Mr President, I pondered that delivering this privilege speech today might be likened to beating a dead horse. However, Mr President, I have come to realize that when it comes to national interest, you do not deal with just one horse. Instead, you decimate the entire stud.
Nearly 3 months ago, media headlined a story of the seizure by local authorities of 604 kilograms of methamphetamine hydrochloride in a brokerage warehouse in Valenzuela City. This latest drug haul is estimated to have a retail value of P6.05 billion.
Initial reports indicated that this successful apprehension of a big haul of illegal drugs was a product of intelligence sharing and cooperation against cross-border smuggling between China and the Philippines Customs authorities.
However, Mr President, you do not need a title nor a law degree to postulate that something was terribly wrong.
The story as it unfolds sounds more like the inspiration behind the hit movie title, KITA KITA.
First, KITANG KITA natin, because it was so obvious that the enormous shipment was successfully smuggled under the noses or through the indispensable participation of Customs officials.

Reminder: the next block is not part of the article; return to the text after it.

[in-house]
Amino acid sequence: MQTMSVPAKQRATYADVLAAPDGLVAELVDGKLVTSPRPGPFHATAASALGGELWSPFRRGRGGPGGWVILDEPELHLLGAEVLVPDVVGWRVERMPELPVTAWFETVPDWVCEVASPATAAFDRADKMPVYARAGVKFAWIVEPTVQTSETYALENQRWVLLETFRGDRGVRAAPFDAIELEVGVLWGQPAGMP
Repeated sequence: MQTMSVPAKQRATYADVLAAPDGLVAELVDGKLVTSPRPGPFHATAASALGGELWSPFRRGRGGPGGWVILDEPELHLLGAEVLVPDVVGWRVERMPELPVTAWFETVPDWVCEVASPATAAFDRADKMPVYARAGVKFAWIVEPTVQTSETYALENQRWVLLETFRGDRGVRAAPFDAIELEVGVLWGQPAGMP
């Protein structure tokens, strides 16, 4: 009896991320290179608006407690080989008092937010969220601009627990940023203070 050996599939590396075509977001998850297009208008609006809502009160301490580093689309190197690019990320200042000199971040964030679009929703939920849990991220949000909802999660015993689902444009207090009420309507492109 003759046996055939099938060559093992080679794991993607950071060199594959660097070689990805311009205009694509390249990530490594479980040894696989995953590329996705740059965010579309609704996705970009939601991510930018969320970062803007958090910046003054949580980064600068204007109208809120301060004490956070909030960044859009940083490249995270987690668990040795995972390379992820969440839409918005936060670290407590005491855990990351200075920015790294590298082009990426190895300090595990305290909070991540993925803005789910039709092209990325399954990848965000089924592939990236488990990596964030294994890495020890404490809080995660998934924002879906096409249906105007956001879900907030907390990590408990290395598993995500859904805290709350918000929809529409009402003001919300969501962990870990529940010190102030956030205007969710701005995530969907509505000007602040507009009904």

Second, the huge amount involved showed the obvious – KITA ang KITA. We can see the peso signs in billions.
This exactly is what prompted the Senate Blue Ribbon Committee led by Senator Dick Gordon, in aid of legislation, to conduct an inquiry on what looked like the fast and furious smuggling of 604 kilos of shabu, contradicting the government’s intensified war against drugs.
During 4 public hearings, we have uncovered the identities of key personalities and their modus operandi.
KITA ang KITA. We can easily see the incomes of several Customs officials. A self-confessed “player” a.k.a fixer, Mark Taguba confessed about some payoffs. First, in an executive session, eventually in open public hearings. Yesterday, he presented few names of the Customs officers and bagmen whom he had transactions with. However, Taguba did not spill all the beans.
KITANG KITA natin. We discovered the labyrinth and lexicon of the criminal inside the Bureau of Customs:
The selective lane mechanism;